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Math Help - Actions and G-Sets

  1. #1
    Super Member Bernhard's Avatar
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    Actions and G-Sets

    I am a math hobbyist working alone. I am reading "An Introduction to the Theory of Groups" by Joseph Rotman.

    Theorem 3.18 in the section on G-Sets reads as follows:

    If X is a G-set with action \alpha, then there is a homomorphism \widetilde{\alpha}:G \longrightarrow S_X given by \widetilde{\alpha}(g):x \longrightarrowgx = \alpha(g,x). Conversely, every homomorphism \phi:G \longrightarrow] S_Xdefines an action, namely, gx = \phi(g)x, which makes X into a G-set.

    I am having trouble understanding the formalism of the statement:

    "there is a homomorphism \widetilde{\alpha}:G \longrightarrow S_X given by \widetilde{\alpha}(g):x \longrightarrowgx = \alpha(g,x). "

    \widetilde{\alpha}:G \longrightarrow S_X gives \widetilde{\alpha} as a mapping from G to S_X which would be of the form g \longrightarrow \sigma_g where g \in G and \sigma_g \in S_X whereas \widetilde{\alpha}(g):x \longrightarrowgx = \alpha(g,x) is referring to a mapping from X to X. So it seems \widetilde{\alpha} is being explained in terms of its effect on X while being a mapping from G to S_X. This seems confusing. Can anyone please clarify?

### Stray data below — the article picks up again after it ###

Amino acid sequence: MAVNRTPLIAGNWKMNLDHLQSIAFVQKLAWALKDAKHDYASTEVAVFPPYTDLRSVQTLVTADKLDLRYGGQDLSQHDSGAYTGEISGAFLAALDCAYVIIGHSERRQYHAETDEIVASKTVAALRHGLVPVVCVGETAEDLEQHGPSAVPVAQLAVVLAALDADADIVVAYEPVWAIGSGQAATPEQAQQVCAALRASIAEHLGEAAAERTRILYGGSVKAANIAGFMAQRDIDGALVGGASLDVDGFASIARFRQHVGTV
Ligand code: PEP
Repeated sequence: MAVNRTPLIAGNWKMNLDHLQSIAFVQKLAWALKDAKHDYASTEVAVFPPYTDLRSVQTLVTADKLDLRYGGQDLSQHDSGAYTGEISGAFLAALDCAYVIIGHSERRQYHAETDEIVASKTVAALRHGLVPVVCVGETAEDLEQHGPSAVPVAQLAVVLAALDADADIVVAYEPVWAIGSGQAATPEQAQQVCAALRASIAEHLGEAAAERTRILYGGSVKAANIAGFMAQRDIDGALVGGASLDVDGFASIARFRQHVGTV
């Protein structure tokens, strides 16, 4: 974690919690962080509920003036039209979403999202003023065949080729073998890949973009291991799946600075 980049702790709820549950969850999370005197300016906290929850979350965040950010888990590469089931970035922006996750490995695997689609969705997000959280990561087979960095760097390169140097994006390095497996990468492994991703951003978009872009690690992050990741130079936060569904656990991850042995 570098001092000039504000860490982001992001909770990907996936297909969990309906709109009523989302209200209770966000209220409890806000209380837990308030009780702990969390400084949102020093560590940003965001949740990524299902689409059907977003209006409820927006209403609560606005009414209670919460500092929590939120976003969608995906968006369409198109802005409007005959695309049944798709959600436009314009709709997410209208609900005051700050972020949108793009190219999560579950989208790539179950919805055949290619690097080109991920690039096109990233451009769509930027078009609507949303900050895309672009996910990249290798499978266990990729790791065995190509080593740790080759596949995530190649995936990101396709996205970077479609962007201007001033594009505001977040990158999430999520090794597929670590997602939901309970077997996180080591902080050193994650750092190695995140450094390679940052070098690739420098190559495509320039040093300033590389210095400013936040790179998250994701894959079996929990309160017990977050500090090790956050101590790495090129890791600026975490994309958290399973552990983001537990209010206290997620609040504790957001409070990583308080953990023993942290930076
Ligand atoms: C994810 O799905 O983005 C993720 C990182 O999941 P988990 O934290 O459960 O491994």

Peter
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  2. #2
    MHF Contributor

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    Re: Actions and G-Sets

    it's just a notational issue. the image of \widetilde{\alpha} is an element of S_X, and the elements of S_X are themselves mappings from X to X.

    so one ought to write: \widetilde{\alpha}(g) = the mapping that takes x \to \alpha(g,x).

    so instead of the image of \widetilde{\alpha} being a "point" it's an "arrow".

    to amplify, usually the action \alpha is "hidden", one just defines what you mean by g.x (often written as simply gx, or sometimes x → g(x), which is what happens when you call \sigma_g "the function g").
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